Life at the end of the road

April 30, 2011

Almost a success :-(

Filed under: animals, boats, daily doings, hydro, Land Rover, life off grid, the disaster thread — lifeattheendoftheroad @ 9:51 pm

I never finished last nights effort because it had been a long and exciting day, and judging by the way I feel right now I’ll probably not finish tonight’s 🙂 Still, I’ll have a go at picking up where I left off, which if I remember rightly was just heading down the west side of Raasay aboard the PS Waverley, a short history of which can be found here http://www.heritagesteamers.co.uk/waverleytitle.htm .

image

This is a picture off the above website of her being launched at A&J Inglis’s yard on the Clyde in 1946.

With the incoming tide sweeping us southwards we were well ahead of schedule so the captain took time to hug the steep shore of Loch a Sgurr before skirting around the little island west of Fladda called Grian a Sgier (the sunny skerry).

 

Map picture

 

Now the home to many birds including terns, gulls, oyster catchers and even the odd goose Grian a Sgier was once used to graze ‘sow mouth’ sheep during the summer. Sow mouth being a condition where the lower jaw protrudes further out than the upper meaning the sheep cannot eat the coarse grass and heather so well.

It is very aptly named, for often when all around is in cloud or rain Grian a Sgier is bathed in sunlight, something I’ve witnessed myself on many occasions.

Our next minor detour was into my ‘home port’ of Loch Arnish for a look at ‘Calum’s road’

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and even Calum’s house,

 

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though you can only see the roof and chimneys 🙂

Calum's house

We did however get a good view of the western end of ‘Rainey’s wall’ at Tarbert.

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The rugged red gneiss of the north soon gave way to the gentle slopes south of Inver and all too soon we were expertly moored to the Raasay pier.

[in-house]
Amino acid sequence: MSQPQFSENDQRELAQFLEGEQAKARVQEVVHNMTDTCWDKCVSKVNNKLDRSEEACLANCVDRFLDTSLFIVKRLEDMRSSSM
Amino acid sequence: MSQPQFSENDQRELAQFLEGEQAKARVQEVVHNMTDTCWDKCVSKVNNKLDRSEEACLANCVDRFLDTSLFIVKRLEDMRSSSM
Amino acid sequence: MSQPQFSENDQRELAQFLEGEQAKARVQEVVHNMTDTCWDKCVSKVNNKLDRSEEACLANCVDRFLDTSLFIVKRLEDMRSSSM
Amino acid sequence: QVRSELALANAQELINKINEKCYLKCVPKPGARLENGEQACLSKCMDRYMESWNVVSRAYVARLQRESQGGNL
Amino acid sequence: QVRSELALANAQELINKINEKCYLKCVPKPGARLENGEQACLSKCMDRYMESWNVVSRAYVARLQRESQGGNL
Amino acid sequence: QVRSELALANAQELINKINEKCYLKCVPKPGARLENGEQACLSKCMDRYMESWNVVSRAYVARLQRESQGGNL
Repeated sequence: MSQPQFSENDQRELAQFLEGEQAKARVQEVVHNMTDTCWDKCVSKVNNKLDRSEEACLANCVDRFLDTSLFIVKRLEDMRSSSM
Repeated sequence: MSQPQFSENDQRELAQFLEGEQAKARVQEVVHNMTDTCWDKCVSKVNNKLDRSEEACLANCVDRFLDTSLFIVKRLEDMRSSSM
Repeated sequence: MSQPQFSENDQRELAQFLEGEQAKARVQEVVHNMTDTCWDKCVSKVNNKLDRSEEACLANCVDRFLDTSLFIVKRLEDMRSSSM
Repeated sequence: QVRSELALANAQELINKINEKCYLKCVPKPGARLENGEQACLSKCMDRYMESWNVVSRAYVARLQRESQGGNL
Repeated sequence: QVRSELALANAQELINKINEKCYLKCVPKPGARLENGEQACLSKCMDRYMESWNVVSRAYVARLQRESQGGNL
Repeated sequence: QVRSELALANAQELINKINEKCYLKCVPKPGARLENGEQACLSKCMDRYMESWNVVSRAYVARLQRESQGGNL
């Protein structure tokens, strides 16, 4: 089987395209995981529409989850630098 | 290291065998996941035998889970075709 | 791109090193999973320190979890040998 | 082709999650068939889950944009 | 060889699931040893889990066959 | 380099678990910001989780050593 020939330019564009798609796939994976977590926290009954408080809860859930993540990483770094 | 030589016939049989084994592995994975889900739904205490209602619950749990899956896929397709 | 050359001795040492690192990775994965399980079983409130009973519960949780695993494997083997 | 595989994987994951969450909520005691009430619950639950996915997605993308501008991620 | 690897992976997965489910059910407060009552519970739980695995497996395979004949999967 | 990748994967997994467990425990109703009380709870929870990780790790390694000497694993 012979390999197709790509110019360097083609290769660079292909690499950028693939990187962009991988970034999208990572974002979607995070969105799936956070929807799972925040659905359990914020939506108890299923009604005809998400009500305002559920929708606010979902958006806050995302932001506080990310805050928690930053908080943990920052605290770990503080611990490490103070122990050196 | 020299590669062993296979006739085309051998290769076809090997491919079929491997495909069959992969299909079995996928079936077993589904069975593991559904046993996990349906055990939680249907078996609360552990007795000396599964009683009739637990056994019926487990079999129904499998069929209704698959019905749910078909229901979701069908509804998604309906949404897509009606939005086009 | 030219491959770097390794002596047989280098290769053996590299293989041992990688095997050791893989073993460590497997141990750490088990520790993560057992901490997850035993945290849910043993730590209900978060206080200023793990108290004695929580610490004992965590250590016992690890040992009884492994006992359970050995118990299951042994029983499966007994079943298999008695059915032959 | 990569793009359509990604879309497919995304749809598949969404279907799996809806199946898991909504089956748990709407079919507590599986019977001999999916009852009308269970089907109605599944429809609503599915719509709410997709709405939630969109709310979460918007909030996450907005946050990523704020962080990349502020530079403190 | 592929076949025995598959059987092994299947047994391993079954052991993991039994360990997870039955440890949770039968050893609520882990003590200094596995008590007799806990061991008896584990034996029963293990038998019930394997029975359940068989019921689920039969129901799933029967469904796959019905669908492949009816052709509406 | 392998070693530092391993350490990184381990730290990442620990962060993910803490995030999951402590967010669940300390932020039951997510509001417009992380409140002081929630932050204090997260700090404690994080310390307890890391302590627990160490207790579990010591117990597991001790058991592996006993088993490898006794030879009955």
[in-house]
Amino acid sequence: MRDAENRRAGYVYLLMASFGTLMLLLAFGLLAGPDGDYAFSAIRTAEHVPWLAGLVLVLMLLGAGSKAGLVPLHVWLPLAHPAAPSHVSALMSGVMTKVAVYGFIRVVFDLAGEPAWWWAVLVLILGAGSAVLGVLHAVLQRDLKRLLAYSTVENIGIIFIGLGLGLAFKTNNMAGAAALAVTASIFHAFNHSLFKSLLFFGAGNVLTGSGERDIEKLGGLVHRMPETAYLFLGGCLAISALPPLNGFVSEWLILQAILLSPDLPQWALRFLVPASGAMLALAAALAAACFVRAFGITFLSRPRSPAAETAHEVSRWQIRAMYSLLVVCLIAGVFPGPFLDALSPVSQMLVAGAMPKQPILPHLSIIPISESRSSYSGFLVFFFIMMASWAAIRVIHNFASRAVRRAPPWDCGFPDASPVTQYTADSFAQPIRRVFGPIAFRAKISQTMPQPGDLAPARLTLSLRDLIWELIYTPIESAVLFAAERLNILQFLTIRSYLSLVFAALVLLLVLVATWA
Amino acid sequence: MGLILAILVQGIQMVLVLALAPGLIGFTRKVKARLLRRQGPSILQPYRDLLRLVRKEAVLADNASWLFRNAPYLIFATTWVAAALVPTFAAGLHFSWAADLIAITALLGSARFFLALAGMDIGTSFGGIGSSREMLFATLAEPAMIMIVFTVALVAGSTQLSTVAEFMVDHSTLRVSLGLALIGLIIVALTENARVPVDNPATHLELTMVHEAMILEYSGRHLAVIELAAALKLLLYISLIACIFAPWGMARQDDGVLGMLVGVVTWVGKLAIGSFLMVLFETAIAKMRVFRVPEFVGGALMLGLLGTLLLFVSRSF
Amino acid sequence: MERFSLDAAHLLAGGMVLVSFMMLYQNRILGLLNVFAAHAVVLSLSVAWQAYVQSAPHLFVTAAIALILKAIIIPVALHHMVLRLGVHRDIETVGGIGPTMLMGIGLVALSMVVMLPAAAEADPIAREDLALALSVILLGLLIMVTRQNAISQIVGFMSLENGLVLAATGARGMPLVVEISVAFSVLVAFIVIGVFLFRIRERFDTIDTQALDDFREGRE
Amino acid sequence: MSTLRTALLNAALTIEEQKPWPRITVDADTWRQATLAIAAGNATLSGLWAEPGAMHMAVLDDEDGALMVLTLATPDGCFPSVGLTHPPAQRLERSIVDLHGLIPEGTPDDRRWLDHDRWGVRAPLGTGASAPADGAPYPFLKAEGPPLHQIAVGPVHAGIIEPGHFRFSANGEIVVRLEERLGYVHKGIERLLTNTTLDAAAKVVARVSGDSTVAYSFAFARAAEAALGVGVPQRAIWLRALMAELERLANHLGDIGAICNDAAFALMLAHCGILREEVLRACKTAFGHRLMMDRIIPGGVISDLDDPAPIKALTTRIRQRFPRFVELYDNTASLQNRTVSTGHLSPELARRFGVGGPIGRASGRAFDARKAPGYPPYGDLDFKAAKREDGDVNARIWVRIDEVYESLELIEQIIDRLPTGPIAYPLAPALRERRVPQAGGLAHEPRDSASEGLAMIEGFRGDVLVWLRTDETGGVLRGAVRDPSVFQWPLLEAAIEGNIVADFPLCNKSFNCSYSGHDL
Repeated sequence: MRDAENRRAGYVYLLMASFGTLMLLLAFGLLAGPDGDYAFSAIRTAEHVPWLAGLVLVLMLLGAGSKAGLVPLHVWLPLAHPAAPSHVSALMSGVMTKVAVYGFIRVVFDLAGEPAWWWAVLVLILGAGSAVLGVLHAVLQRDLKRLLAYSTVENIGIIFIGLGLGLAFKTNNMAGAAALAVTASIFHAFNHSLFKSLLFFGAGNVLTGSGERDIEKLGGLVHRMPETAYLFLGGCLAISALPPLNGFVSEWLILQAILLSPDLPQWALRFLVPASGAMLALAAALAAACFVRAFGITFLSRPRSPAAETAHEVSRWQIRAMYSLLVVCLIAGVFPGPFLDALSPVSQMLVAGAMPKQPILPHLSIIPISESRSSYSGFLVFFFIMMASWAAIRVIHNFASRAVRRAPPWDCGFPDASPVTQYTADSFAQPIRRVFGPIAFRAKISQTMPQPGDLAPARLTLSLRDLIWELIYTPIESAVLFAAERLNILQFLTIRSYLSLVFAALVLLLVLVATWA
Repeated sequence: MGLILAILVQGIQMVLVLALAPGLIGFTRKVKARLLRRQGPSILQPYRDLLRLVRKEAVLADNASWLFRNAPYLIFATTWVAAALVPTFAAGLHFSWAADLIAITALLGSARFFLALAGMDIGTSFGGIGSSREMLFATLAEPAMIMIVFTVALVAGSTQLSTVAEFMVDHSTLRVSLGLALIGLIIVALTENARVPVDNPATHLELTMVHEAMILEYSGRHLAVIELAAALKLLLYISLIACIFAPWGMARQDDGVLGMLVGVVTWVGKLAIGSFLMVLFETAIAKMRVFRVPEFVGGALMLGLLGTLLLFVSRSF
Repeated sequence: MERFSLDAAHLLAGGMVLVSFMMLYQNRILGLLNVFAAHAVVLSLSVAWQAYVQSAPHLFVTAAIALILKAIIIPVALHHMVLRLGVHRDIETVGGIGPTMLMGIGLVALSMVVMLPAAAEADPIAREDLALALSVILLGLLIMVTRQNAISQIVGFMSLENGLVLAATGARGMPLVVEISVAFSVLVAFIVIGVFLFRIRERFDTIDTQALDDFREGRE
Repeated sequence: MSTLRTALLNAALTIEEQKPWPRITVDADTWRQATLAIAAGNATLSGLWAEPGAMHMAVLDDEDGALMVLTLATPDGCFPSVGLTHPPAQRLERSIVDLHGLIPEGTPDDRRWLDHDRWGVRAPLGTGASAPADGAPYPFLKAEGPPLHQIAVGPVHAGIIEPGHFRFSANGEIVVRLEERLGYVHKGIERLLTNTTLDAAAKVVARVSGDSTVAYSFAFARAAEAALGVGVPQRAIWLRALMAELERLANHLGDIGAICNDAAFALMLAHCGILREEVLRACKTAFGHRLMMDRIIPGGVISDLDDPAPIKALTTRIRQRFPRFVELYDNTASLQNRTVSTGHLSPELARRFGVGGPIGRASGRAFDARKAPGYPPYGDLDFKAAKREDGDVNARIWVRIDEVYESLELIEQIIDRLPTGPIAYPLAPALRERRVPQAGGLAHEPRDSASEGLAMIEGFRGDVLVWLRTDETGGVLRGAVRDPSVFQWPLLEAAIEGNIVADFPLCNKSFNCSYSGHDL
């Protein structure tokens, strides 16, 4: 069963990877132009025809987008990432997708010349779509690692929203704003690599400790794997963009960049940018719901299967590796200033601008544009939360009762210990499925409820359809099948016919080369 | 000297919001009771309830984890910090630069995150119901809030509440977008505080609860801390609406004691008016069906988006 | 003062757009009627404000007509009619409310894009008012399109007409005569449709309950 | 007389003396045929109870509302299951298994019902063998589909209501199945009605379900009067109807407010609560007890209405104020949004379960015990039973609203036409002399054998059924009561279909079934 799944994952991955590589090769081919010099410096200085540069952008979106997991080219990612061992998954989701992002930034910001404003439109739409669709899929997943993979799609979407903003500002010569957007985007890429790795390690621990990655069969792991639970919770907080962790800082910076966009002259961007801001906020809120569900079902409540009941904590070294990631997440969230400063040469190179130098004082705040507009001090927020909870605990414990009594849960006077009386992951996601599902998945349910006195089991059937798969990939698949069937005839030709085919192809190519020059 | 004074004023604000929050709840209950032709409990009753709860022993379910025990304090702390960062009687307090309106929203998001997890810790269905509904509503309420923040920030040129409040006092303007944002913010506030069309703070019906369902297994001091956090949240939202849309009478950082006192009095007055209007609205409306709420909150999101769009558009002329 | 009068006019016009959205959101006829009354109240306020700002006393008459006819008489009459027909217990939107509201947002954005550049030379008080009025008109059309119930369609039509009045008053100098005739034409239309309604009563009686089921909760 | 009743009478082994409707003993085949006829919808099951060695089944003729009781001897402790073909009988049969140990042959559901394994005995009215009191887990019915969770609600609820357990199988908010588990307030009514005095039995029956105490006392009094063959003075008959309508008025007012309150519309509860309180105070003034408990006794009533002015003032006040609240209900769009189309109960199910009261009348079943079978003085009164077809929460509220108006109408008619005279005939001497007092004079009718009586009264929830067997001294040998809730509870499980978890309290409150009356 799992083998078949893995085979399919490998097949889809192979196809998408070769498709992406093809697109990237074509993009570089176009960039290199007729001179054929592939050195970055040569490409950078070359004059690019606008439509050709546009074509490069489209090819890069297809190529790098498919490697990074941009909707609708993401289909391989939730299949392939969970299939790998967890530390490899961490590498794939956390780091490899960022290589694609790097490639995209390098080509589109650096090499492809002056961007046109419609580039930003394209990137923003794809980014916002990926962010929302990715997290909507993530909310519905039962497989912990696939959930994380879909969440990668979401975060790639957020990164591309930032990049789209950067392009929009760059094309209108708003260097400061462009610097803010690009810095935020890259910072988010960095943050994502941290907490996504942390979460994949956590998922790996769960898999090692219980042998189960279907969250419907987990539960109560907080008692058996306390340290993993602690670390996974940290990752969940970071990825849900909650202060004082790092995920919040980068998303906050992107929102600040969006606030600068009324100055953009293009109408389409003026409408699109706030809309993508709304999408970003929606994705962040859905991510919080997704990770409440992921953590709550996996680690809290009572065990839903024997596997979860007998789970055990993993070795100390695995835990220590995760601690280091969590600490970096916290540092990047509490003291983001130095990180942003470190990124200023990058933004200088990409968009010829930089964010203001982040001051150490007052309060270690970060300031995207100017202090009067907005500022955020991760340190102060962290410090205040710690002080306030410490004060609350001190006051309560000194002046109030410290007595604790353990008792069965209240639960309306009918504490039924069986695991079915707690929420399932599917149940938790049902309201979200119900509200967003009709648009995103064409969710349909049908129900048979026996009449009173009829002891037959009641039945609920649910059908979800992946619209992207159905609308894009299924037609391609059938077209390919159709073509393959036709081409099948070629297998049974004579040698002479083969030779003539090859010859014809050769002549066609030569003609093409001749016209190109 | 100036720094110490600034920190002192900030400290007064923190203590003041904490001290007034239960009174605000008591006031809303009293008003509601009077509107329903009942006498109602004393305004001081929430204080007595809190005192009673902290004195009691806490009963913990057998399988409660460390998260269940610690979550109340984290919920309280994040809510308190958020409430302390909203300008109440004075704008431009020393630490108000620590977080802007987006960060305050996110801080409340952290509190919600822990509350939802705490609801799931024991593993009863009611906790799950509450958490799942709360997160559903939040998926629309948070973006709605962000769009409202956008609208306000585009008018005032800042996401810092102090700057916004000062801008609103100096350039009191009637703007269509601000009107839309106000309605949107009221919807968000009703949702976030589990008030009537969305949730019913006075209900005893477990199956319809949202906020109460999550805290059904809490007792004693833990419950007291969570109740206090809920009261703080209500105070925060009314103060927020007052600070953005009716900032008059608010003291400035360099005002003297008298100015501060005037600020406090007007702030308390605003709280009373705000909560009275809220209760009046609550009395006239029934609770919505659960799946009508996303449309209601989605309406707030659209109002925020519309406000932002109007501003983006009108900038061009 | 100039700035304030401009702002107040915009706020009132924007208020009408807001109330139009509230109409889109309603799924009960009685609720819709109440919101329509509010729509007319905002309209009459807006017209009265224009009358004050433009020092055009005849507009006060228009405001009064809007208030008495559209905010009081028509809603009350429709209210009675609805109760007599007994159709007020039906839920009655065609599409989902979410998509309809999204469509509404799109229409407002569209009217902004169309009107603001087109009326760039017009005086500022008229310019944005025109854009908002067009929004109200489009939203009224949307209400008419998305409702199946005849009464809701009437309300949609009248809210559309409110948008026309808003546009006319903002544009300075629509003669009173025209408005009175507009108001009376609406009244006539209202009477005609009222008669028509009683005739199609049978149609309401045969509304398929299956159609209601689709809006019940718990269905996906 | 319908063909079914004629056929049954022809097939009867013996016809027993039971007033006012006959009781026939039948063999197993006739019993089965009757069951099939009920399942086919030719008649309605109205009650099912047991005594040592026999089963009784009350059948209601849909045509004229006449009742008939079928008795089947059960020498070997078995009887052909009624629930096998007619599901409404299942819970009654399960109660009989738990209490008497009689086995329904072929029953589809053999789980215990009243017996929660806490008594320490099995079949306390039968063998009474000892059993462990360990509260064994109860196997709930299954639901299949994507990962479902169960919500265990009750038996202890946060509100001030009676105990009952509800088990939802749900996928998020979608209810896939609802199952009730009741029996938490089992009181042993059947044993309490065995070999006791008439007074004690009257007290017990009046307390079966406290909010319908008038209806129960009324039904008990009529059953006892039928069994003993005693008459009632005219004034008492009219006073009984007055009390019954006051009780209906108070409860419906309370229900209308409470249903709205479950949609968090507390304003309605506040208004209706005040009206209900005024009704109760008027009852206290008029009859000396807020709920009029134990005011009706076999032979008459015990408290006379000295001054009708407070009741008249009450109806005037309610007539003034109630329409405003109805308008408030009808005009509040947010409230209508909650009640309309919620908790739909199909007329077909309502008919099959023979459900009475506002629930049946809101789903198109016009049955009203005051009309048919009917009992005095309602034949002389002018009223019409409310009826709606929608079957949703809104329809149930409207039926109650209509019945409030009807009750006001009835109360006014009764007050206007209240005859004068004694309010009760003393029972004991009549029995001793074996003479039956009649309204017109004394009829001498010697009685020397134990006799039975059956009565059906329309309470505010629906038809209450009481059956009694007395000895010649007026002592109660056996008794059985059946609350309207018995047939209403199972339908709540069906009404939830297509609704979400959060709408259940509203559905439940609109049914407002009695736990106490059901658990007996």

Back to reality 🙂

After almost two days of none croft related doings I arrived home at my beloved Arnish around 16:00 and wasted no time in getting ‘stuck in’

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stuck into to replacing the duff batteries on my ‘beloved’ that is 🙂

I know, I’m really sad when I get excited about changing batteries on my truck but me and the ‘Old girl’ have been through a lot together and I like to take good care of her. Unable to get another pair of ‘Exide Maxxima’ batteries delivered for a reasonable price I’d opted for a couple of ‘Optima’s’ from Paddock’s http://www.paddockspares.com/scp/PERFORMANCE/Optima_Batteries.html . With enough lights to illuminate the north end of Raasay and a 9500lb winch that can draw 200 amps without breaking sweat I need good batteries and these ‘Spiral wound AGM’s’ are the dogs danglies http://en.wikipedia.org/wiki/VRLA_battery#Absorbed_glass_mat_.28AGM.29

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Of course with most things in life, and just about everything connected to my Land Rover this simple operation took me several hours 🙂

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Right up to sunset in fact 🙂

Saturday

Unusually for me I didn’t surface until after 7:00am, even more unusually I was not the first up on what turned out to be the hottest day of the year so far, a full 19.9 degrees in fact at 15:00 🙂 With roof and house still in need of painting I opted to leave that and get on with sorting out a ‘back up’ water supply for my mates ‘Harris turbine’ at http://www.uniquescotland.com/raasayschool/index.html . The Harris hydro turbine performs faultlessly for over 95% of the year drawing water from a 600m long pipe from Loch nan Dubhan over 100m above sea level. However during the dry spells it can get a little iffy so over the last few months we’ve been laying an extra supply to the much higher and deeper Loch Airgh na ha-Aon Oidhce (loch of the one night shieling).

This means almost an extra 400m of pipe and 20m of head but should maintain a year round reliable supply to the house.

Most of the UPVC pipe had been laid and glued so it was just a matter of attaching it to the MDPE pipe and teeing into the existing pipe with a couple of valve to isolate each supply. A simple task were it not for the remote and inaccessible location high above Torran.

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First job was to make a filter for the end that would go in the loch,

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then assemble ‘the team’, Charlie, Molly, Ruby and my boys pal.

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It’s a long trek up there, a mile on the quad then a half mile hike but pretty soon we had the new pipes teed up,

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then I coupled up the final joint between the UPVC and MDPE, leaving the glue to set whilst we went home for more couplings and forgotten tools 😦